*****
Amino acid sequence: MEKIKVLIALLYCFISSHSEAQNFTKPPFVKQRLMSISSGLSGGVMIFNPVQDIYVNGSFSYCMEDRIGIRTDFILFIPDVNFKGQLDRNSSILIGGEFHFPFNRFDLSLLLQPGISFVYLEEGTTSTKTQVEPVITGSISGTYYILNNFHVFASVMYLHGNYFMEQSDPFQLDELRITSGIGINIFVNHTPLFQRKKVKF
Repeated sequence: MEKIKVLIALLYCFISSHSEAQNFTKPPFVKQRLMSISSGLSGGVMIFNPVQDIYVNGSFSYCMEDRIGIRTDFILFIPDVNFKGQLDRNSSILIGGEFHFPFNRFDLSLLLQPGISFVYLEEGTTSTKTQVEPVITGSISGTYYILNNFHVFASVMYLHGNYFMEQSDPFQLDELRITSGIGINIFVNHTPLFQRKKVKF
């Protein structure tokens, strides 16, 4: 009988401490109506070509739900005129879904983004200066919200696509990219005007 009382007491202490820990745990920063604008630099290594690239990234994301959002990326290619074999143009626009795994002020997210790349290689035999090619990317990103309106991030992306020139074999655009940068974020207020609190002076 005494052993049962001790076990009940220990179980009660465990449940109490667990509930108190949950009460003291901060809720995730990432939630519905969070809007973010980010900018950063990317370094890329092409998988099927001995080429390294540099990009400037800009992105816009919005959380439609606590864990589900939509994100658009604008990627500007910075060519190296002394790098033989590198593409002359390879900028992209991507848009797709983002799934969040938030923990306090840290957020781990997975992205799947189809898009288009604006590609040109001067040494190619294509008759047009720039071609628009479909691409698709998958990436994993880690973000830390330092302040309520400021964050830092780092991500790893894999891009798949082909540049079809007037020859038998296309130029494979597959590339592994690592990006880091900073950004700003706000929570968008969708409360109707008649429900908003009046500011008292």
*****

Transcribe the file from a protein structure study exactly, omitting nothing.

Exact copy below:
Amino acid sequence: MEKIKVLIALLYCFISSHSEAQNFTKPPFVKQRLMSISSGLSGGVMIFNPVQDIYVNGSFSYCMEDRIGIRTDFILFIPDVNFKGQLDRNSSILIGGEFHFPFNRFDLSLLLQPGISFVYLEEGTTSTKTQVEPVITGSISGTYYILNNFHVFASVMYLHGNYFMEQSDPFQLDELRITSGIGINIFVNHTPLFQRKKVKF
Repeated sequence: MEKIKVLIALLYCFISSHSEAQNFTKPPFVKQRLMSISSGLSGGVMIFNPVQDIYVNGSFSYCMEDRIGIRTDFILFIPDVNFKGQLDRNSSILIGGEFHFPFNRFDLSLLLQPGISFVYLEEGTTSTKTQVEPVITGSISGTYYILNNFHVFASVMYLHGNYFMEQSDPFQLDELRITSGIGINIFVNHTPLFQRKKVKF
């Protein structure tokens, strides 16, 4: 009988401490109506070509739900005129879904983004200066919200696509990219005007 009382007491202490820990745990920063604008630099290594690239990234994301959002990326290619074999143009626009795994002020997210790349290689035999090619990317990103309106991030992306020139074999655009940068974020207020609190002076 005494052993049962001790076990009940220990179980009660465990449940109490667990509930108190949950009460003291901060809720995730990432939630519905969070809007973010980010900018950063990317370094890329092409998988099927001995080429390294540099990009400037800009992105816009919005959380439609606590864990589900939509994100658009604008990627500007910075060519190296002394790098033989590198593409002359390879900028992209991507848009797709983002799934969040938030923990306090840290957020781990997975992205799947189809898009288009604006590609040109001067040494190619294509008759047009720039071609628009479909691409698709998958990436994993880690973000830390330092302040309520400021964050830092780092991500790893894999891009798949082909540049079809007037020859038998296309130029494979597959590339592994690592990006880091900073950004700003706000929570968008969708409360109707008649429900908003009046500011008292």